— “Tulsa King,” Paramount+ (with the first two episodes simulcast on Paramount Network). Tyler Sheridan is the writer-producer who turned Kevin Costner into a TV star and is working on the same thing for Harrison Ford. Here, he has Sylvester Stallone as a former Mob boss, out of prison and starting a new crime family in Oklahoma. (Sundays, Nov. 13).
— ALSO: Acorn has already started “Recipes For Love & Murder,” in which a newspaper columnist (and food expert) probes cases in small-town South Africa. It’s a bright-looking (if uncompelling) eight-parter that continues (two per Monday) through September. And on Sept. 27, Britbox launches the eight-part “Suspect,” with James Nesbitt as a detective probing his daughter’s death.
AND MORE DRAMAS
— “Alaska Daily,” ABC. Audiences loved the “Northern Exposure” notion of a big-city guy starting his medical career in Alaska. Now we have a city journalist, rebuilding her tattered career at an Alaska newspaper. The people involved have Oscars – one for Tom McCarthy (for his “Spotlight” script), the show’s writer/producer, two for Hilary Swank, its star. (10 p.m. Thursdays, Oct. 6).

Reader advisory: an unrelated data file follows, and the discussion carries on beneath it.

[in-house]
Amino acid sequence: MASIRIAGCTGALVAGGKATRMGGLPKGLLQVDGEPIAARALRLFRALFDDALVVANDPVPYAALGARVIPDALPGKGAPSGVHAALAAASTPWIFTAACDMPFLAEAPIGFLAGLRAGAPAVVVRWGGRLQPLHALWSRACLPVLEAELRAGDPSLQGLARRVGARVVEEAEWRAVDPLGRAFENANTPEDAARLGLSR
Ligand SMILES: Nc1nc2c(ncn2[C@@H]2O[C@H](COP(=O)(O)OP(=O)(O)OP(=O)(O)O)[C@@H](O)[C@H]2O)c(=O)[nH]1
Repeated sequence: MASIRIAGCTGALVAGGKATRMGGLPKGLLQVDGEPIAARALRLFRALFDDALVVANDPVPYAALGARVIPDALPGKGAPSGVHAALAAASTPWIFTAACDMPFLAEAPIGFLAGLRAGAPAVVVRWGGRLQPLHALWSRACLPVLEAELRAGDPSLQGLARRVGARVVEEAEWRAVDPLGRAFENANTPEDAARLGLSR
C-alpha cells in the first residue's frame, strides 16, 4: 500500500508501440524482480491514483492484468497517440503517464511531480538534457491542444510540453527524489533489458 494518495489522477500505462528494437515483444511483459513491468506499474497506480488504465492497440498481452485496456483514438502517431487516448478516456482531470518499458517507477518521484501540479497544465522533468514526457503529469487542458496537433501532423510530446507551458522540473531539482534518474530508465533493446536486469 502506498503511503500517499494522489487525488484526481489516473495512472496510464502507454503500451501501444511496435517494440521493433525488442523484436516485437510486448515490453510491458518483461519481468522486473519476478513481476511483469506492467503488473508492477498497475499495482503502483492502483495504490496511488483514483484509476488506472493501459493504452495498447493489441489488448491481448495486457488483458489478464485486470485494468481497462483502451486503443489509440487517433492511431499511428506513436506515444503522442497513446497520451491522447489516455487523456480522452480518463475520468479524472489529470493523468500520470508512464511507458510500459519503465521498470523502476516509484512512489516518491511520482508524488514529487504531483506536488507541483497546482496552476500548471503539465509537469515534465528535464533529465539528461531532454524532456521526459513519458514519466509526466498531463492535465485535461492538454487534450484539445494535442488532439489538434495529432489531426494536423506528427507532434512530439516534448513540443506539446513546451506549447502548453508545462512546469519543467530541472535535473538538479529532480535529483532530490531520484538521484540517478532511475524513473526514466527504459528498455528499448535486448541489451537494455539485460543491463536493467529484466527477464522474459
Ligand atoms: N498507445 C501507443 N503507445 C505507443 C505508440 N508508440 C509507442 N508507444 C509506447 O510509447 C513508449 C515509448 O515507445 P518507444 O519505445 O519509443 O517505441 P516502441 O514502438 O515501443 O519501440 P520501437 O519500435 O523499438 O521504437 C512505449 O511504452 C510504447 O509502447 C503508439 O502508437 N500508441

— “Walker Independence,” CW. We’ve always known that Walker – the Texas Ranger in an old CBS series and a current CW one – is one tough dude. Now we see his roots, starting with a Bostonian (Katherine McNamara) in the Old West. (9 p.m. Thursdays, Oct. 6)
— “Fire Country,” CBS. Bode (Max Thierot) just wants to shorten his prison sentence by volunteering to fight California wildfires. Then circumstance – we won’t spoil any surprises – forces him to confront his past. The result uses lots of coincidences, but is still engaging. (9 p.m. Fridays, Oct. 7)
— “Professionals,” CW. This 2020 British series has two Americans at its core – Tom Welling (“Smallville”) as a security operative and Brendan Fraser as a billionaire who hires him to track saboteurs. Action scenes ensude. 9 p.m. Tuesdays, Oct. 11.